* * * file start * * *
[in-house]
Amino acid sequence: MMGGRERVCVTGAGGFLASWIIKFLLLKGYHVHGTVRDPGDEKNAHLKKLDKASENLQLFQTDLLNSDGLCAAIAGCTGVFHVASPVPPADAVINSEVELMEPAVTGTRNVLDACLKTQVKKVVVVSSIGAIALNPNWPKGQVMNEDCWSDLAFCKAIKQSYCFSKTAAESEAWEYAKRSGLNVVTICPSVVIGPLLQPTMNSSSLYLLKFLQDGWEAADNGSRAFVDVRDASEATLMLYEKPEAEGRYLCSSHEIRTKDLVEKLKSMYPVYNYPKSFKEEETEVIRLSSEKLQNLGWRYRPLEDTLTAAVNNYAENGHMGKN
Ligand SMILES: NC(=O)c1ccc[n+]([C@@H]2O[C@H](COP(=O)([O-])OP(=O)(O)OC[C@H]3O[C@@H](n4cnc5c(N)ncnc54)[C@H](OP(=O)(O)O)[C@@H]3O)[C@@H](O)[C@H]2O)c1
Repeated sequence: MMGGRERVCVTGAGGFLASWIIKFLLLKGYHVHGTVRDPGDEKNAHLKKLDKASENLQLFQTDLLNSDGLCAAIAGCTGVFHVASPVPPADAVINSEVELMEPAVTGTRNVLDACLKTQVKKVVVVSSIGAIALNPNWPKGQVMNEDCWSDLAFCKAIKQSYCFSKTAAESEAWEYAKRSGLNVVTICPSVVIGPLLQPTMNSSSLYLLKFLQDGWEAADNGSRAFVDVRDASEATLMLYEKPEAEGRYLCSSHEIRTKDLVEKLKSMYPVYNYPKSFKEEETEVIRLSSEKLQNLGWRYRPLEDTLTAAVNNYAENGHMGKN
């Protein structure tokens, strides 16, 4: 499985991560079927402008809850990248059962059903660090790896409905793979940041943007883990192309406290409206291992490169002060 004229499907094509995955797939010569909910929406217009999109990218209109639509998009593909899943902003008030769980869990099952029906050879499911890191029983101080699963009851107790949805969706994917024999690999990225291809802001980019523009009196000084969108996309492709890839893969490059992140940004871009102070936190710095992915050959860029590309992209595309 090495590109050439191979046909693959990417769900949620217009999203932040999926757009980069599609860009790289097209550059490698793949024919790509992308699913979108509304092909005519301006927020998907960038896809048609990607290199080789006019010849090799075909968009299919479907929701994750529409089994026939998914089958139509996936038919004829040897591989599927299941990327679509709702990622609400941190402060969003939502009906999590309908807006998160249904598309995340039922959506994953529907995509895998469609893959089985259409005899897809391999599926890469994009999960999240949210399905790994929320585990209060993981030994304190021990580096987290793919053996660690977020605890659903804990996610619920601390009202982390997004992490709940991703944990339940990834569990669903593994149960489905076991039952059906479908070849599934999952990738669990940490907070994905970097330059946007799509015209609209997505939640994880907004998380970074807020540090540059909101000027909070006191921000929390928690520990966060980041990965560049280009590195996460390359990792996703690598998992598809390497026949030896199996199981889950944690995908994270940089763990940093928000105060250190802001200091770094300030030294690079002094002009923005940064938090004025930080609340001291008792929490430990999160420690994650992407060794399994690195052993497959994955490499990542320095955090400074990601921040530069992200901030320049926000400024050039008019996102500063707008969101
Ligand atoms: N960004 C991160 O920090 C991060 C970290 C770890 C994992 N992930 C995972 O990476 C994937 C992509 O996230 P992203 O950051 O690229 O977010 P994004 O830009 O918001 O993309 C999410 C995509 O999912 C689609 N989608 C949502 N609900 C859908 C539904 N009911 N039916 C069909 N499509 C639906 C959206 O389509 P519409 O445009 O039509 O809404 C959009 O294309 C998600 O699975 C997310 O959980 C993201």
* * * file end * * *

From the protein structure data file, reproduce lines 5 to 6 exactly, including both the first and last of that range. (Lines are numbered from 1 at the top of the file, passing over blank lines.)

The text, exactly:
């Protein structure tokens, strides 16, 4: 499985991560079927402008809850990248059962059903660090790896409905793979940041943007883990192309406290409206291992490169002060 004229499907094509995955797939010569909910929406217009999109990218209109639509998009593909899943902003008030769980869990099952029906050879499911890191029983101080699963009851107790949805969706994917024999690999990225291809802001980019523009009196000084969108996309492709890839893969490059992140940004871009102070936190710095992915050959860029590309992209595309 090495590109050439191979046909693959990417769900949620217009999203932040999926757009980069599609860009790289097209550059490698793949024919790509992308699913979108509304092909005519301006927020998907960038896809048609990607290199080789006019010849090799075909968009299919479907929701994750529409089994026939998914089958139509996936038919004829040897591989599927299941990327679509709702990622609400941190402060969003939502009906999590309908807006998160249904598309995340039922959506994953529907995509895998469609893959089985259409005899897809391999599926890469994009999960999240949210399905790994929320585990209060993981030994304190021990580096987290793919053996660690977020605890659903804990996610619920601390009202982390997004992490709940991703944990339940990834569990669903593994149960489905076991039952059906479908070849599934999952990738669990940490907070994905970097330059946007799509015209609209997505939640994880907004998380970074807020540090540059909101000027909070006191921000929390928690520990966060980041990965560049280009590195996460390359990792996703690598998992598809390497026949030896199996199981889950944690995908994270940089763990940093928000105060250190802001200091770094300030030294690079002094002009923005940064938090004025930080609340001291008792929490430990999160420690994650992407060794399994690195052993497959994955490499990542320095955090400074990601921040530069992200901030320049926000400024050039008019996102500063707008969101
Ligand atoms: N960004 C991160 O920090 C991060 C970290 C770890 C994992 N992930 C995972 O990476 C994937 C992509 O996230 P992203 O950051 O690229 O977010 P994004 O830009 O918001 O993309 C999410 C995509 O999912 C689609 N989608 C949502 N609900 C859908 C539904 N009911 N039916 C069909 N499509 C639906 C959206 O389509 P519409 O445009 O039509 O809404 C959009 O294309 C998600 O699975 C997310 O959980 C993201």